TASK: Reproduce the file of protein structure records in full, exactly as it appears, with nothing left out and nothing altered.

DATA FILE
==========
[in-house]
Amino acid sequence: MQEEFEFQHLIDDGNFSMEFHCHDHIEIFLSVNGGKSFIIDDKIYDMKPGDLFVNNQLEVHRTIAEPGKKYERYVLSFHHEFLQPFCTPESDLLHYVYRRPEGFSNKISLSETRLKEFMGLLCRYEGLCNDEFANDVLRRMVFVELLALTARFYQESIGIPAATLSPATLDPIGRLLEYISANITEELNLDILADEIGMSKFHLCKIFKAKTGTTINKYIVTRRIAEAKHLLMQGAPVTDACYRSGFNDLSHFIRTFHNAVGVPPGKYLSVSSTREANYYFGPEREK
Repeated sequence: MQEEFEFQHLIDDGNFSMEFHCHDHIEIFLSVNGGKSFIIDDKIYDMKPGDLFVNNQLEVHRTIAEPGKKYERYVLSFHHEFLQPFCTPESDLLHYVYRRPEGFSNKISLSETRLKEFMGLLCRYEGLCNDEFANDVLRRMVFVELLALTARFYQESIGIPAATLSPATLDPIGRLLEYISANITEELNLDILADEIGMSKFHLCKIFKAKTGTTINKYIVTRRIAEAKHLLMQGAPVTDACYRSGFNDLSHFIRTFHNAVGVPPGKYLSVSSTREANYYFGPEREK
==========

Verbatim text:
[in-house]
Amino acid sequence: MQEEFEFQHLIDDGNFSMEFHCHDHIEIFLSVNGGKSFIIDDKIYDMKPGDLFVNNQLEVHRTIAEPGKKYERYVLSFHHEFLQPFCTPESDLLHYVYRRPEGFSNKISLSETRLKEFMGLLCRYEGLCNDEFANDVLRRMVFVELLALTARFYQESIGIPAATLSPATLDPIGRLLEYISANITEELNLDILADEIGMSKFHLCKIFKAKTGTTINKYIVTRRIAEAKHLLMQGAPVTDACYRSGFNDLSHFIRTFHNAVGVPPGKYLSVSSTREANYYFGPEREK
Repeated sequence: MQEEFEFQHLIDDGNFSMEFHCHDHIEIFLSVNGGKSFIIDDKIYDMKPGDLFVNNQLEVHRTIAEPGKKYERYVLSFHHEFLQPFCTPESDLLHYVYRRPEGFSNKISLSETRLKEFMGLLCRYEGLCNDEFANDVLRRMVFVELLALTARFYQESIGIPAATLSPATLDPIGRLLEYISANITEELNLDILADEIGMSKFHLCKIFKAKTGTTINKYIVTRRIAEAKHLLMQGAPVTDACYRSGFNDLSHFIRTFHNAVGVPPGKYLSVSSTREANYYFGPEREK